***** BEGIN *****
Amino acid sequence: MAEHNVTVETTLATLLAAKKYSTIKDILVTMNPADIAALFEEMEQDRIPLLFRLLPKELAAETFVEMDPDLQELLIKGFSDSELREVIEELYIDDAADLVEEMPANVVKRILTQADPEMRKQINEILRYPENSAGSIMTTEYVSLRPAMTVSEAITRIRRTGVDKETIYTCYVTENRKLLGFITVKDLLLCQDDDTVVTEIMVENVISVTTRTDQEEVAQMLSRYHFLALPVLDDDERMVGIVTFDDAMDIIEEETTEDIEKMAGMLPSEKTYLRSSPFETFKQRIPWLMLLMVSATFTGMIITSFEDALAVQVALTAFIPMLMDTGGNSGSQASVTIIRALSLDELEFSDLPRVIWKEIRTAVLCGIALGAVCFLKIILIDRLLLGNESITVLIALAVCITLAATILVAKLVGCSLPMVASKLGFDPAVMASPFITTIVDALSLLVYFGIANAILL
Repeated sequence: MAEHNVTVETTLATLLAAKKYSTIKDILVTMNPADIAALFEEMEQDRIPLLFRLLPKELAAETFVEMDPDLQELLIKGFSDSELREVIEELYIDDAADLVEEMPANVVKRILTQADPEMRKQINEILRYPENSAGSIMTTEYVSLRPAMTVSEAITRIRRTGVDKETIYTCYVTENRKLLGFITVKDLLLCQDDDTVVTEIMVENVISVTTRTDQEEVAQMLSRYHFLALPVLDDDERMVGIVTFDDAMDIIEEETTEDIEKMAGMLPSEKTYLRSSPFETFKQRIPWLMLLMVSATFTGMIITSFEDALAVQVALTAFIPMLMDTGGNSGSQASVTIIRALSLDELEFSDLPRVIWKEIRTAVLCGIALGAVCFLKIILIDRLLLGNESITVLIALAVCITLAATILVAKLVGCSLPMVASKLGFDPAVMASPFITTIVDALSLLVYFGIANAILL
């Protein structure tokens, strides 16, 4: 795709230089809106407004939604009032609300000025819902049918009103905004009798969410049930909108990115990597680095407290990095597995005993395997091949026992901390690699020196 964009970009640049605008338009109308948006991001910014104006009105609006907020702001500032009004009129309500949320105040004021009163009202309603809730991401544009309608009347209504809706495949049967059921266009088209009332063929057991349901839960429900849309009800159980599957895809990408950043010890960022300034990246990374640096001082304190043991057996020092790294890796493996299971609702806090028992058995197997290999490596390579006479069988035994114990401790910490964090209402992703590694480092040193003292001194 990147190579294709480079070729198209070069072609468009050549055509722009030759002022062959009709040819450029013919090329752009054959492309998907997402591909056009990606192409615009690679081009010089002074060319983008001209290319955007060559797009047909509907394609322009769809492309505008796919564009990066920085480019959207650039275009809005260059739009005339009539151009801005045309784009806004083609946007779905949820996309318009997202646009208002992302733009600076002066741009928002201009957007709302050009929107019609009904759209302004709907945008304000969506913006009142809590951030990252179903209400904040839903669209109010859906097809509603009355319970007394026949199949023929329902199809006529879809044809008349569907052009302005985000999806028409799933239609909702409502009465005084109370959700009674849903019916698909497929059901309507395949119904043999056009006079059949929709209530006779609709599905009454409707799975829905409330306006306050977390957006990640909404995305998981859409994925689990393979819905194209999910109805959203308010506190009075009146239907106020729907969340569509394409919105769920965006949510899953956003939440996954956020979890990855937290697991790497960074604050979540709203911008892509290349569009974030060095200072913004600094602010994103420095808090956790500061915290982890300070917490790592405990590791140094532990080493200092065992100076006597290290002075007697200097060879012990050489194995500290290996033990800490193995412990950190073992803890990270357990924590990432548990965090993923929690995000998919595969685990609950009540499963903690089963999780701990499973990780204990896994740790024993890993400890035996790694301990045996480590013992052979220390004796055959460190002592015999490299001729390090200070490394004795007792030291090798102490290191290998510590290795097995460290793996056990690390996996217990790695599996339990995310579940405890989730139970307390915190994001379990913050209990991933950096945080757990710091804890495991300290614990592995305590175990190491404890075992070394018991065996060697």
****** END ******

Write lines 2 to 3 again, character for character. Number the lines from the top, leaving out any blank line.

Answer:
Repeated sequence: MAEHNVTVETTLATLLAAKKYSTIKDILVTMNPADIAALFEEMEQDRIPLLFRLLPKELAAETFVEMDPDLQELLIKGFSDSELREVIEELYIDDAADLVEEMPANVVKRILTQADPEMRKQINEILRYPENSAGSIMTTEYVSLRPAMTVSEAITRIRRTGVDKETIYTCYVTENRKLLGFITVKDLLLCQDDDTVVTEIMVENVISVTTRTDQEEVAQMLSRYHFLALPVLDDDERMVGIVTFDDAMDIIEEETTEDIEKMAGMLPSEKTYLRSSPFETFKQRIPWLMLLMVSATFTGMIITSFEDALAVQVALTAFIPMLMDTGGNSGSQASVTIIRALSLDELEFSDLPRVIWKEIRTAVLCGIALGAVCFLKIILIDRLLLGNESITVLIALAVCITLAATILVAKLVGCSLPMVASKLGFDPAVMASPFITTIVDALSLLVYFGIANAILL
């Protein structure tokens, strides 16, 4: 795709230089809106407004939604009032609300000025819902049918009103905004009798969410049930909108990115990597680095407290990095597995005993395997091949026992901390690699020196 964009970009640049605008338009109308948006991001910014104006009105609006907020702001500032009004009129309500949320105040004021009163009202309603809730991401544009309608009347209504809706495949049967059921266009088209009332063929057991349901839960429900849309009800159980599957895809990408950043010890960022300034990246990374640096001082304190043991057996020092790294890796493996299971609702806090028992058995197997290999490596390579006479069988035994114990401790910490964090209402992703590694480092040193003292001194 990147190579294709480079070729198209070069072609468009050549055509722009030759002022062959009709040819450029013919090329752009054959492309998907997402591909056009990606192409615009690679081009010089002074060319983008001209290319955007060559797009047909509907394609322009769809492309505008796919564009990066920085480019959207650039275009809005260059739009005339009539151009801005045309784009806004083609946007779905949820996309318009997202646009208002992302733009600076002066741009928002201009957007709302050009929107019609009904759209302004709907945008304000969506913006009142809590951030990252179903209400904040839903669209109010859906097809509603009355319970007394026949199949023929329902199809006529879809044809008349569907052009302005985000999806028409799933239609909702409502009465005084109370959700009674849903019916698909497929059901309507395949119904043999056009006079059949929709209530006779609709599905009454409707799975829905409330306006306050977390957006990640909404995305998981859409994925689990393979819905194209999910109805959203308010506190009075009146239907106020729907969340569509394409919105769920965006949510899953956003939440996954956020979890990855937290697991790497960074604050979540709203911008892509290349569009974030060095200072913004600094602010994103420095808090956790500061915290982890300070917490790592405990590791140094532990080493200092065992100076006597290290002075007697200097060879012990050489194995500290290996033990800490193995412990950190073992803890990270357990924590990432548990965090993923929690995000998919595969685990609950009540499963903690089963999780701990499973990780204990896994740790024993890993400890035996790694301990045996480590013992052979220390004796055959460190002592015999490299001729390090200070490394004795007792030291090798102490290191290998510590290795097995460290793996056990690390996996217990790695599996339990995310579940405890989730139970307390915190994001379990913050209990991933950096945080757990710091804890495991300290614990592995305590175990190491404890075992070394018991065996060697």